Wisenet cameras help keep Ambergate rail improvements on track
Wisenet live streams enable a better oversight of progress at various locations of railroad site minimizing walkouts while ensuring compliance with its health & safety regulations, “working brilliantly”
- Rachel Cox, Project Manager at Network Rail
Network Rail is a railway company owned by the government of the United Kingdom. They own and operate the railway infrastructure in England; that’s 20,000 miles of track, 30,000 bridges, tunnels and viaducts and the thousands of signals, level crossings and stations. Ambergate site, one of their railway located in Derbyshire needed an improvement work in order to keep providing convenient service. Network Rail required several site monitoring systems with live video streams while improvement is being processed. Inside Out Group were awarded the contract to provide four separate monitoring systems, “With the rail improvement work being carried out in remote locations, this was an interesting as well as a challenging project to work on in as the systems needed to be sufficiently robust to be able to work in tough track side conditions, and the camera systems also required standalone power sources without any reliance on generators.” said Jay Dale, Project Manager at Inside Out Group.
After evaluating cameras from a number of different manufacturers, Inside Out Group decided to specify the Wisenet XNP-6040H 2 megapixel PTZ domes for all the required camera locations. Image quality was a major factor in the decision as well as it’s relatively low operating power requirements.
XNP-6040H cameras were installed throughout the Ambergate site, working within 48 hours of the commencement of the project. The captured Images are being streamed to a Network Rail control room, enabling operators to monitor the progress of work being carried out at various locations. Hanwha Techwin’s video monitoring solution made it able to minimize walkouts and ensure compliance with its health & safety regulations.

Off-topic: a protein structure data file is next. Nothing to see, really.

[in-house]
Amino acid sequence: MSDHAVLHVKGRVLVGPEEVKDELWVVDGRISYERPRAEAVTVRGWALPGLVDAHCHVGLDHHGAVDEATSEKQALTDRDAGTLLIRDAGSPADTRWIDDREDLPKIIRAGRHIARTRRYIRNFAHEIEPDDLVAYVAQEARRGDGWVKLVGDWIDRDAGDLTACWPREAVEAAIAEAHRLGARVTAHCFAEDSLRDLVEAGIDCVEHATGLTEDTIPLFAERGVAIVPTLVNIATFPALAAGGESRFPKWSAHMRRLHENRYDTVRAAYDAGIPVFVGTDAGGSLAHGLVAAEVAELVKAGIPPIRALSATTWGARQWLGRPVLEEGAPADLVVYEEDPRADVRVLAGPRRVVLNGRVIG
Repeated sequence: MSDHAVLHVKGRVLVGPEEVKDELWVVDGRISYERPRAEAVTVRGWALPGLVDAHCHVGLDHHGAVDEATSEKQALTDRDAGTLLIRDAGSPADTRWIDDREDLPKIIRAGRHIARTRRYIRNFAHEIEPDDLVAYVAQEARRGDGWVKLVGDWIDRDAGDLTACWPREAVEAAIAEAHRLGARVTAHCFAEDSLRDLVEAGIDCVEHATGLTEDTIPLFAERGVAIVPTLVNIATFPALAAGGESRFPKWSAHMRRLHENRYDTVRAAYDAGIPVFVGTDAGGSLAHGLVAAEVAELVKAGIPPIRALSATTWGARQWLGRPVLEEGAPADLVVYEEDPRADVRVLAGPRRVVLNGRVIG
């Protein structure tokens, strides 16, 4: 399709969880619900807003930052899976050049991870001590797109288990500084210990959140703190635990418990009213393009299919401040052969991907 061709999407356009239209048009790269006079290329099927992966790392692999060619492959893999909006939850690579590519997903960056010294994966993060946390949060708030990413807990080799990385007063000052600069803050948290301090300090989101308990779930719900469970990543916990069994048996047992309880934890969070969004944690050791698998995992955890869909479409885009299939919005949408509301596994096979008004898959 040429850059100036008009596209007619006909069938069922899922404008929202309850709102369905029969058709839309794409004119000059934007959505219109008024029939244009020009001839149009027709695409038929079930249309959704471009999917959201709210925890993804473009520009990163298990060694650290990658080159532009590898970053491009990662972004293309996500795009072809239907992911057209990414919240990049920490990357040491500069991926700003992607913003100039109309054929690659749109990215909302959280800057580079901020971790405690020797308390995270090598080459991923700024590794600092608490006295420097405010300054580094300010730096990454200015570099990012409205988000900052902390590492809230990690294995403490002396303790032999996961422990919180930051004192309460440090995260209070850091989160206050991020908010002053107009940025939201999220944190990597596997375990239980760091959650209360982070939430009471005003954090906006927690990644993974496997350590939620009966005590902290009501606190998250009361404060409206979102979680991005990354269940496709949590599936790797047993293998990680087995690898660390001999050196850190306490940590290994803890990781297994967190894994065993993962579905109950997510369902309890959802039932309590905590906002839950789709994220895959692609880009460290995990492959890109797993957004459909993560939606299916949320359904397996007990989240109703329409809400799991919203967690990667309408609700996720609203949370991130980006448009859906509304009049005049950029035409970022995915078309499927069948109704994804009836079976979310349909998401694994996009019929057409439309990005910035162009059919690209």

The XNP-6040H, a weatherproof camera features auto-tracking PTZ support which enables operators to monitor close up detail of any site activity. This ensures that Network Rail can remotely control the systems and focus on different areas of site that they need to see. Its built-in gyro sensors offer more accurate image stabilization if they are disturbed by wind or vibration, whilst built-in SD memory card slots enable the short term storage of video in the event that there is any network disruption. Also, its H.265 combined with WiseStream II, Hanwha Techwin’s own video compression technology dramatically reduced data bandwidth, saving up to 75% compared to H.264, resulting minimizing power consumption.
Network Rail is keeping a close eye on work being carried out at its Ambergate rail site with the help of the advanced technology built into the video surveillance systems. The compressed live video streams captured by the XNP-6040H are being transmitted over fast 4G mobile network to the control room, with secure logins also enabling authorized personnel to remotely access the video via their smartphones, tablets and laptops. “We met with staff from Network Rail to establish their exact site monitoring needs. This helped us give detailed advice and recommend specific CCTV products that fit Network Rail’s needs.” said Jay Dale.
Each of the four systems are battery powered, negating the need for any costly cabling and the cameras have been attached to existing site structures which helped minimize installation time. These live streams would be used by Network Rail to attain a better oversight of progress, asses safety on site, and reduce site walkouts
Working closely with Network Rail’s team and with the help of distributors Norbain, Inside Out Group and Hanwha Techwin were able to have all the cameras delivered to site within limited project time. Positive feedback was received from senior staff within Network Rail in respect of the quality of the systems installed and for organizing the installations within the required tight timescales. In particular, high praise has come from a Director Neil Johnson noting that the captured images “are crystal clear,’ and a Project Manager, Rachel Cox stating that the systems are “working brilliantly”.